Six eastern lowland gorillas have been repatriated from Rwanda to the Democratic Republic of Congo (DRC) by the Congolese Institute for the Conservation of Nature (ICCN). The gorillas – five females and one male – have been kept at the Kinigi cultural centre in Rwanda since January 2004, after being rescued from poachers by Rwandan authorities.
Passy Mubalama, Goma
There was joy and satisfaction on the faces of various partners who contributed to the success of this repatriation project.
“These gorillas were rescued from a fast-growing trafficking network in the DRC. The large primates were passing through Rwanda to other countries. Given that Rwanda was the exit route for this illicit trade, the authorities had to move swiftly to arrest the poachers and seize the animals”, confirms ICCN veterinarian, Dr Arthur Kalonji.
A long journey
Since 2004, Rwandan authorities have seized a total of 11 Congolese gorillas. Five of them were already repatriated last year. Only two of the gorillas are mountain gorillas, the rest came from the eastern lowlands. The primates travelled a long way, as they were repatriated by helicopter to the Kasugho sanctuary in Taina, around 250 km northwest of Goma, in eastern DRC’s Lubero territory.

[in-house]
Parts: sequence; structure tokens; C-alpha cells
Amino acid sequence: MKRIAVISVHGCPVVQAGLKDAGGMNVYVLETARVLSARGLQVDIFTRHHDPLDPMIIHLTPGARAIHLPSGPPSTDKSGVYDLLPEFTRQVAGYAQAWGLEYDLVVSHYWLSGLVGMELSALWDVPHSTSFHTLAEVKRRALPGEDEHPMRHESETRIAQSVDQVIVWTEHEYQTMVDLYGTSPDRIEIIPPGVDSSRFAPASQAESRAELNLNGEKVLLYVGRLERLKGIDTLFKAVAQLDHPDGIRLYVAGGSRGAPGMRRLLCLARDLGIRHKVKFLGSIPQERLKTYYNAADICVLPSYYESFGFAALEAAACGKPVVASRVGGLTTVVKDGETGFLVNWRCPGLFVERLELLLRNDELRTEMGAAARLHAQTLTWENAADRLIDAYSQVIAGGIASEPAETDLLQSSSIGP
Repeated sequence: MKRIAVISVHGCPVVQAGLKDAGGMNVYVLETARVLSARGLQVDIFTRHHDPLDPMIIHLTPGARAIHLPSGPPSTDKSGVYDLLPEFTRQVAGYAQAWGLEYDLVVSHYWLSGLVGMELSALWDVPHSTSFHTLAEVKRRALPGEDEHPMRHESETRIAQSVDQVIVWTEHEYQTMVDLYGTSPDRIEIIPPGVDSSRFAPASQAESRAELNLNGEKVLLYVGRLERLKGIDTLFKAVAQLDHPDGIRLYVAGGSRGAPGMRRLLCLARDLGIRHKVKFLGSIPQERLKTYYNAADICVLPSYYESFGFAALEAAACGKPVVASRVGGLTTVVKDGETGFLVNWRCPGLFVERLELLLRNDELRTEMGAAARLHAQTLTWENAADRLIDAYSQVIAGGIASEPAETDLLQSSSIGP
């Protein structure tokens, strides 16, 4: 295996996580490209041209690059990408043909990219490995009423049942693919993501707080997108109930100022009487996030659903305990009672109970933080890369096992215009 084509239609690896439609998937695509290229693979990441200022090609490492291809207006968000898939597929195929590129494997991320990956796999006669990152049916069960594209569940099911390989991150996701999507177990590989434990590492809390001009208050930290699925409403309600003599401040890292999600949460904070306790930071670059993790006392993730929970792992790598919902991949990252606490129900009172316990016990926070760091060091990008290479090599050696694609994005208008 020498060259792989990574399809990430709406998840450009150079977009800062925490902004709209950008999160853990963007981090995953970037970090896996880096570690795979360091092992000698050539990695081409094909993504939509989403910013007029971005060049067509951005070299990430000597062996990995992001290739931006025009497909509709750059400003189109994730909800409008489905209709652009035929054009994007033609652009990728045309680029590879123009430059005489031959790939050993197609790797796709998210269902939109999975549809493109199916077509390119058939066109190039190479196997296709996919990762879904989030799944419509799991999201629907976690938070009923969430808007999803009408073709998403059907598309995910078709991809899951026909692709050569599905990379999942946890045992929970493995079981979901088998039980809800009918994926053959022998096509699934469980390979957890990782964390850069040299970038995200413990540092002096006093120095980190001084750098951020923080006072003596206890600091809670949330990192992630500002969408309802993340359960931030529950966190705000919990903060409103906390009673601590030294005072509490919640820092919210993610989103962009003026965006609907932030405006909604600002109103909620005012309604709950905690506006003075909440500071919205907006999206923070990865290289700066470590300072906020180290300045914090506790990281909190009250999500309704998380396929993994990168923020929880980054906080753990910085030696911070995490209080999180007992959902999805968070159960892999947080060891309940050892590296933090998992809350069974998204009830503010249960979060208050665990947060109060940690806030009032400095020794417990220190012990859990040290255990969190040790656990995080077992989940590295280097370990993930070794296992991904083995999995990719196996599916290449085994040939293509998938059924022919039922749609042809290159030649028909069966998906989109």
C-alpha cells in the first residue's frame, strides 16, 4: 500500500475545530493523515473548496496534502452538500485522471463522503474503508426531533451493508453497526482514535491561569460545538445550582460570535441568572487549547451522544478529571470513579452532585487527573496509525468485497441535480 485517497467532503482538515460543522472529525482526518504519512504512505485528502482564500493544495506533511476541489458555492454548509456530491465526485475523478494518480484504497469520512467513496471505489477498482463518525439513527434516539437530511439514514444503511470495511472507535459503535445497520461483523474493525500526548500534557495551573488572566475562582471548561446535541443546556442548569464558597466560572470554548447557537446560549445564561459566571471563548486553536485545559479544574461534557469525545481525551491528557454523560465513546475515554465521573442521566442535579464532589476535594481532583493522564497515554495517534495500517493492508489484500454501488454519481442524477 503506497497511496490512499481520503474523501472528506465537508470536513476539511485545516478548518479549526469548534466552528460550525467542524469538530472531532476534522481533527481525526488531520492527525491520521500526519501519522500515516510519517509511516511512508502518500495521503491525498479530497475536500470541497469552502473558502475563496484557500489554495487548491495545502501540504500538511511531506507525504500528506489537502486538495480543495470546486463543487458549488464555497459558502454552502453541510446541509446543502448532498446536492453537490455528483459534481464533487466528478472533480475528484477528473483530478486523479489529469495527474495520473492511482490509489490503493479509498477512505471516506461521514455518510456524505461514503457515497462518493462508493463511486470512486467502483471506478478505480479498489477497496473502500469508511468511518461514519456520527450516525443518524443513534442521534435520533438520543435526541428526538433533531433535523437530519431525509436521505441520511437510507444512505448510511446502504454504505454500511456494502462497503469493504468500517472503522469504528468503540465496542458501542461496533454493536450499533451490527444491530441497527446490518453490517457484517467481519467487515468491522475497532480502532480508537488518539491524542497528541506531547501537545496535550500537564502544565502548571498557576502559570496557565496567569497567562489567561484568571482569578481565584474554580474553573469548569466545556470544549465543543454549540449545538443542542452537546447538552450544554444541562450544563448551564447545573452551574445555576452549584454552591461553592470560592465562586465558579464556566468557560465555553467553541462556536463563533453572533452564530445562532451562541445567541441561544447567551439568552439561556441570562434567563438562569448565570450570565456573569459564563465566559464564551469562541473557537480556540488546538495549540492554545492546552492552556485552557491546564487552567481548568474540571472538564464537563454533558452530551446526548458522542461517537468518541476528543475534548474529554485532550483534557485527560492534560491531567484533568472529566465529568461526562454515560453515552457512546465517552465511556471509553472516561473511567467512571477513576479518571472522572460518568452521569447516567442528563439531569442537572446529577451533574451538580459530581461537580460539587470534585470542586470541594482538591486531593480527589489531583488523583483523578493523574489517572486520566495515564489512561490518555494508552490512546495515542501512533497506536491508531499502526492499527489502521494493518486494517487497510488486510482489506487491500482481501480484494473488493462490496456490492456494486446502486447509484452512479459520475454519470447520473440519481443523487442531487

The six lowland gorillas, also known as “Gorilla berengei graueri”, have spent the last seven years at the Kinigi cultural centre in Rwanda, after being rescued from Congolese poachers. For Juan Carlos Bonilla, from the Dian Fossey Gorilla Fund International, a non-governmental organisation and one of ICCN’s partners in the project, “these primates should, ideally, be reintroduced to their natural habitat, among other gorillas”. “They are currently kept in Kasugho, where they can start a new family”, Dr Kalonji adds.
The repatriation project was the product of cross border collaboration between the Congolese, Rwandan and Burundian governments for the protection of this species.
However, another situation has emerged which is even more alarming: the trafficking of baby gorillas.
About three months ago, the ICCN arrested members of a network of baby gorilla traffickers in the Maiko National Park in Lubutu, Maniema province.
“We don’t know how many baby gorillas have already been captured by this network”, explains Jacques Inyanya, resident veterinarian for the Mountain Gorilla Veterinary Project in Goma. According to him, gorillas and chimpanzees are primates with a high level of social organisation.
The baby gorilla, as an offspring, enjoys special protection from the whole group. To get to the offspring, one has to at least neutralise its parents. “If these traffickers managed to take a baby gorilla, they must have certainly killed a few members of the group”, he adds.
For Dr Eddy Kambale Saluha, a veterinarian in Goma, “this trafficking has already grown into a large-scale operation”. “These gorillas are an endangered species and face extinction”, he concludes.